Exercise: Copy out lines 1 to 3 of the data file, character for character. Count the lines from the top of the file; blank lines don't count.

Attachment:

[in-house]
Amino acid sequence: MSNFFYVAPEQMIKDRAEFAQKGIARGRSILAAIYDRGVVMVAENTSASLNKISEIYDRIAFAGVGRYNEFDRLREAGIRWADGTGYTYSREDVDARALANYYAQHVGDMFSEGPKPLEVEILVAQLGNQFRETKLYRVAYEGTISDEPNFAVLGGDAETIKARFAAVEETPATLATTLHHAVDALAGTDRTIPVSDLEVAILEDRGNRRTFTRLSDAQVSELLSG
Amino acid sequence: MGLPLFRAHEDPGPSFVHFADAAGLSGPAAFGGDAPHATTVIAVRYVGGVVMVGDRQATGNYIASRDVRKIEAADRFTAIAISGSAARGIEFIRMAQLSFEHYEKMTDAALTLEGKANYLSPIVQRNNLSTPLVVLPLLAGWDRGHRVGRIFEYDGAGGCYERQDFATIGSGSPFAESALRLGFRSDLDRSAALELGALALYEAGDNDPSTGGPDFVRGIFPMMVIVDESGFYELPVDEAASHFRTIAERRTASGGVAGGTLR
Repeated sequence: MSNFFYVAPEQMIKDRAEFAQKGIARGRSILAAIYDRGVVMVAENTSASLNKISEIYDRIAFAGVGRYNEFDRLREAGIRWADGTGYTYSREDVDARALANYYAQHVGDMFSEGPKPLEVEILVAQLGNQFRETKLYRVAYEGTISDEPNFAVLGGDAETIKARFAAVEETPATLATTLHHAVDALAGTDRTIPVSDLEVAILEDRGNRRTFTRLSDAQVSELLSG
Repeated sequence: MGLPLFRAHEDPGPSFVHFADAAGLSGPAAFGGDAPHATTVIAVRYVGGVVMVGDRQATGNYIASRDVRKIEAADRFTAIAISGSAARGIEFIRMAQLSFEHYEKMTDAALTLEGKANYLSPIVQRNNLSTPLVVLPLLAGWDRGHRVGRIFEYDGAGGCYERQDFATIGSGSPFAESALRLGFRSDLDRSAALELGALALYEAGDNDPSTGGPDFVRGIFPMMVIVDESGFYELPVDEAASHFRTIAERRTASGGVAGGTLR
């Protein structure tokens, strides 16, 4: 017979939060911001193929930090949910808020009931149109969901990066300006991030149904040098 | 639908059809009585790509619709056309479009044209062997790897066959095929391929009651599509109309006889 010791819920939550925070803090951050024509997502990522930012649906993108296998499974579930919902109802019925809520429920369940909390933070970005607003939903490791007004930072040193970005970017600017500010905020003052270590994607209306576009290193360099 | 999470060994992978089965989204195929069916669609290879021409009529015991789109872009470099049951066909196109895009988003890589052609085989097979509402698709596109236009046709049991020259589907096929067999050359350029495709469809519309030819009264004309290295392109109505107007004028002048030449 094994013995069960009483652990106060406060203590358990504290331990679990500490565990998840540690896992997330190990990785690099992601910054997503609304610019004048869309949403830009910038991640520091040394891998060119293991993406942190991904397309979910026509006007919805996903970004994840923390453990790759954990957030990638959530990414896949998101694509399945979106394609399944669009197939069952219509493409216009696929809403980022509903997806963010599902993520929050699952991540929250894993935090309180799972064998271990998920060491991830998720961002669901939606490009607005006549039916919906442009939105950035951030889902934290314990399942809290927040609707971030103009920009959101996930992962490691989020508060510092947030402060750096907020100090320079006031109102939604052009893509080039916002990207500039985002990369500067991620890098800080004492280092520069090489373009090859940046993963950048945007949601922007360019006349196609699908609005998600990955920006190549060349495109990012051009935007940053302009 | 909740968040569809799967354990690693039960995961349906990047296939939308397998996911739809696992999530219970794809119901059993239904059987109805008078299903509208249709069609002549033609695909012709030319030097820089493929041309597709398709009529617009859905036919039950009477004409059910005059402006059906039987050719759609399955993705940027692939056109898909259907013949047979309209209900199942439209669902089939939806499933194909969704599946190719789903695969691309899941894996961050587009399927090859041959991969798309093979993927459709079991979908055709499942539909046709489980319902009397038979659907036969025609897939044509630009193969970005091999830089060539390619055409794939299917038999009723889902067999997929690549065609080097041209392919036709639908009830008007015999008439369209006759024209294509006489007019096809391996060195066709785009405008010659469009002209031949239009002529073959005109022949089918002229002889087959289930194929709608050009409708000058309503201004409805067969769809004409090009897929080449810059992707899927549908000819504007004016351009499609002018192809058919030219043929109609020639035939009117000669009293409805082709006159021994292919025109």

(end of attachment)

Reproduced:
[in-house]
Amino acid sequence: MSNFFYVAPEQMIKDRAEFAQKGIARGRSILAAIYDRGVVMVAENTSASLNKISEIYDRIAFAGVGRYNEFDRLREAGIRWADGTGYTYSREDVDARALANYYAQHVGDMFSEGPKPLEVEILVAQLGNQFRETKLYRVAYEGTISDEPNFAVLGGDAETIKARFAAVEETPATLATTLHHAVDALAGTDRTIPVSDLEVAILEDRGNRRTFTRLSDAQVSELLSG
Amino acid sequence: MGLPLFRAHEDPGPSFVHFADAAGLSGPAAFGGDAPHATTVIAVRYVGGVVMVGDRQATGNYIASRDVRKIEAADRFTAIAISGSAARGIEFIRMAQLSFEHYEKMTDAALTLEGKANYLSPIVQRNNLSTPLVVLPLLAGWDRGHRVGRIFEYDGAGGCYERQDFATIGSGSPFAESALRLGFRSDLDRSAALELGALALYEAGDNDPSTGGPDFVRGIFPMMVIVDESGFYELPVDEAASHFRTIAERRTASGGVAGGTLR